UK Prime Minister Boris Johnson leaves Downing Street on October 24 2019 in London, England. Picture: GETTY IMAGES/CHRIS RATCLIFFE
UK Prime Minister Boris Johnson leaves Downing Street on October 24 2019 in London, England. Picture: GETTY IMAGES/CHRIS RATCLIFFE

London — UK Prime Minister Boris Johnson will seek a general election on December 12, setting up a national vote on his Brexit strategy.

Johnson briefed his cabinet on Thursday afternoon and announced that a motion will be put to parliament for a vote on Monday. It will need a two-thirds majority for an election to be called.

“‘It is our duty to end this nightmare and provide the country with a solution as soon as we reasonably can,” Johnson said in a letter to Labour Party leader Jeremy Corbyn appealing for his law makers to support the move. “These repeated delays have been bad for the economy, bad for businesses, and bad for millions of people trying to plan their futures.”

The EU was widely expected to grant a three-month extension when ambassadors meet in Brussels on Friday, putting back the UK’s exit until January 31. Johnson said in an interview with the BBC that he will give MPs more time to debate his Brexit deal if they agree to the December 12 date.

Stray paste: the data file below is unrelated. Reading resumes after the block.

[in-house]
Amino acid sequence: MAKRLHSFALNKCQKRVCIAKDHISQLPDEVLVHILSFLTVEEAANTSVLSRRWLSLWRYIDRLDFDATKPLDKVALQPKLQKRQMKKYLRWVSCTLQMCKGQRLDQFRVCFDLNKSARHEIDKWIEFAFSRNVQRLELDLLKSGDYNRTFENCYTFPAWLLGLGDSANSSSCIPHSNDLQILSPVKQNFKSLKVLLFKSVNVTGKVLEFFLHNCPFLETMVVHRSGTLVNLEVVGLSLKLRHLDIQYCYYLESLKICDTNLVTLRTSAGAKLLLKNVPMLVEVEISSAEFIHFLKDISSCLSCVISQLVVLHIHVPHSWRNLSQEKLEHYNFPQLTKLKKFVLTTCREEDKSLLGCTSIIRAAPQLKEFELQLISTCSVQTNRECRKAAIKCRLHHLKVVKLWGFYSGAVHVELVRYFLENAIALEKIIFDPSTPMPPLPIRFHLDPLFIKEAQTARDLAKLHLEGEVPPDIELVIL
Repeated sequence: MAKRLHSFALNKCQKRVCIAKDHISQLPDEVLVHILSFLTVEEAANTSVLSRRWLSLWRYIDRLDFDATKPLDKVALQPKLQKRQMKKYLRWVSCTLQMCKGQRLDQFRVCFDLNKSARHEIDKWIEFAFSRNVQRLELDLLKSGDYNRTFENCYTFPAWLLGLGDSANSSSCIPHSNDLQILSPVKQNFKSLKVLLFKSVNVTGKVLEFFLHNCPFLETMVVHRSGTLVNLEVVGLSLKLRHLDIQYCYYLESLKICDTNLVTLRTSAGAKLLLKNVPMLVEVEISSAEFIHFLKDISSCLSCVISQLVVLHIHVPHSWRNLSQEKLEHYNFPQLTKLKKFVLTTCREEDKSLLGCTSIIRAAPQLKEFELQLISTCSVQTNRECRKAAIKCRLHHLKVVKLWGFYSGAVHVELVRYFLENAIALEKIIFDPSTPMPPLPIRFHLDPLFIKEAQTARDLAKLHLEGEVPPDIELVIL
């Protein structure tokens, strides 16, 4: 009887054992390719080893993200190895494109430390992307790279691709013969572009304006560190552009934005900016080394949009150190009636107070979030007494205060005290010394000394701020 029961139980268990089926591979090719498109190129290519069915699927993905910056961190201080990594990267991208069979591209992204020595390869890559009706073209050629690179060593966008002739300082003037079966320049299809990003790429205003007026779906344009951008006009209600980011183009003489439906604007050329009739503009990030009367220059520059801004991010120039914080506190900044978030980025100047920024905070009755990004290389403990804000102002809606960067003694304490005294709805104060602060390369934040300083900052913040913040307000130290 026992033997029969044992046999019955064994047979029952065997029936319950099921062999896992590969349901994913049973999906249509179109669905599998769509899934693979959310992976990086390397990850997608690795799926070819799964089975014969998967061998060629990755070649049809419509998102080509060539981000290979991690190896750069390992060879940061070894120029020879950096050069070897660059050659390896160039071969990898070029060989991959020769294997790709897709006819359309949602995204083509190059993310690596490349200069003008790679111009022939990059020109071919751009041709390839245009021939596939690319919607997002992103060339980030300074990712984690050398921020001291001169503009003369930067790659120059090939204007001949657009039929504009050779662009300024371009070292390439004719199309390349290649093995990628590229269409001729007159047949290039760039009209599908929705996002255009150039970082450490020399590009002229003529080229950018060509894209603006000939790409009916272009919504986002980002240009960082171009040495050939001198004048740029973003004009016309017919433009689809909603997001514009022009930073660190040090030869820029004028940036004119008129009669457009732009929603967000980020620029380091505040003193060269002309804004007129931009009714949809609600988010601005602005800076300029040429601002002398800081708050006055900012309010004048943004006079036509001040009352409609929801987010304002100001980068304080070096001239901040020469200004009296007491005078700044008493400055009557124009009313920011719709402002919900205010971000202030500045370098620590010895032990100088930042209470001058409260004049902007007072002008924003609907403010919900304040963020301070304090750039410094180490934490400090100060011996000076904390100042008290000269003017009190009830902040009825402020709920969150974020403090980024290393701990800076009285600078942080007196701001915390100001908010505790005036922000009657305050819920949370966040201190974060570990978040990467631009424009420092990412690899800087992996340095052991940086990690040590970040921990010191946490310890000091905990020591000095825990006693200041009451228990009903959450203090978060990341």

“The way to get Brexit done is, I think, to be reasonable with parliament and say ‘If they genuinely want more time to study this excellent deal, they can have it, but they have to agree to a general election on December 12’,” Johnson said in a pooled TV interview. “It’s time, frankly, that the opposition summoned up the nerve to submit themselves to the judgment of our collective boss, which is the people of the UK.”

Johnson will need two thirds of MPs to back the motion, giving Labour an effective veto if all of its 245 MPs hold the party line. He’s twice failed to win his parliament’s support for an early national vote.

If parliament gives its approval there will need to be 25 working days after it is dissolved before an election can be held.

Johnson pledged “do or die” to get Brexit done by the existing deadline of October 31, and tried to get parliamentary approval for an accelerated timetable to pass his agreement into UK law. But MPs — who voted in favor of the deal in principle — rejected a three-day schedule for the draft bill on Tuesday.

Johnson was required to seek a Brexit extension to January 31 when he failed to get a deal through parliament by October 19 and the EU is due to give its formal response on Friday morning.

With Alex Morales

Bloomberg